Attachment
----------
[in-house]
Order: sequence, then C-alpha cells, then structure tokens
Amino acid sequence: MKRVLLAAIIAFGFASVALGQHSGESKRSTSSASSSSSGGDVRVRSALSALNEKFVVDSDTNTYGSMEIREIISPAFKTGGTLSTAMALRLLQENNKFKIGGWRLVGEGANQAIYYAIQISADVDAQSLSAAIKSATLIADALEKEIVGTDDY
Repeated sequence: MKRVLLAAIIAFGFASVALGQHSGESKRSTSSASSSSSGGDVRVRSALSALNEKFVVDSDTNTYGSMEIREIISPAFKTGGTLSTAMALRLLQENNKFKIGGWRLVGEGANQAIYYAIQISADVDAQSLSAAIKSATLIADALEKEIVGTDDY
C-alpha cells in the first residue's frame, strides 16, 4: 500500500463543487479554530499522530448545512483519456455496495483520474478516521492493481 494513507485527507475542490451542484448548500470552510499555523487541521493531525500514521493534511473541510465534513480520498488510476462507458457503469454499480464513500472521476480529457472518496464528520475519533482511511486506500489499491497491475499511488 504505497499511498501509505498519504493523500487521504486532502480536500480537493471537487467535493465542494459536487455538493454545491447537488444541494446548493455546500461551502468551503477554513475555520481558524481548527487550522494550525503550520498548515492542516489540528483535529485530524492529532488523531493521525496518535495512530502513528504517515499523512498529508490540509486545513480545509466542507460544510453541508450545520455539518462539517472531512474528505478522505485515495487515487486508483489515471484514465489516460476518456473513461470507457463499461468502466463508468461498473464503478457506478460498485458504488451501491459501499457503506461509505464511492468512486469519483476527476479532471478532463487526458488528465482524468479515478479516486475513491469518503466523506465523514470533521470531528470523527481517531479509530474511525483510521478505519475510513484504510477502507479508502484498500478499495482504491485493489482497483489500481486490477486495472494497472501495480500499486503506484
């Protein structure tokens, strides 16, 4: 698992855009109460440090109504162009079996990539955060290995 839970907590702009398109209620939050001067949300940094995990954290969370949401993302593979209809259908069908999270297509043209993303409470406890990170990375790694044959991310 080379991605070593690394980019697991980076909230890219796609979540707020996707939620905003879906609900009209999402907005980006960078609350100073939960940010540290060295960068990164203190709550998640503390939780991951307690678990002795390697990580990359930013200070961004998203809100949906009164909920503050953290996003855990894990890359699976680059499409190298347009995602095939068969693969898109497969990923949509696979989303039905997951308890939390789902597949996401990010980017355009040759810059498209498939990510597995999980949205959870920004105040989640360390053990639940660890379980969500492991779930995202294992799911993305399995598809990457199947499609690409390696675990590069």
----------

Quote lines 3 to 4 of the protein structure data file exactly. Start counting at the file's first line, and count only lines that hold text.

Amino acid sequence: MKRVLLAAIIAFGFASVALGQHSGESKRSTSSASSSSSGGDVRVRSALSALNEKFVVDSDTNTYGSMEIREIISPAFKTGGTLSTAMALRLLQENNKFKIGGWRLVGEGANQAIYYAIQISADVDAQSLSAAIKSATLIADALEKEIVGTDDY
Repeated sequence: MKRVLLAAIIAFGFASVALGQHSGESKRSTSSASSSSSGGDVRVRSALSALNEKFVVDSDTNTYGSMEIREIISPAFKTGGTLSTAMALRLLQENNKFKIGGWRLVGEGANQAIYYAIQISADVDAQSLSAAIKSATLIADALEKEIVGTDDY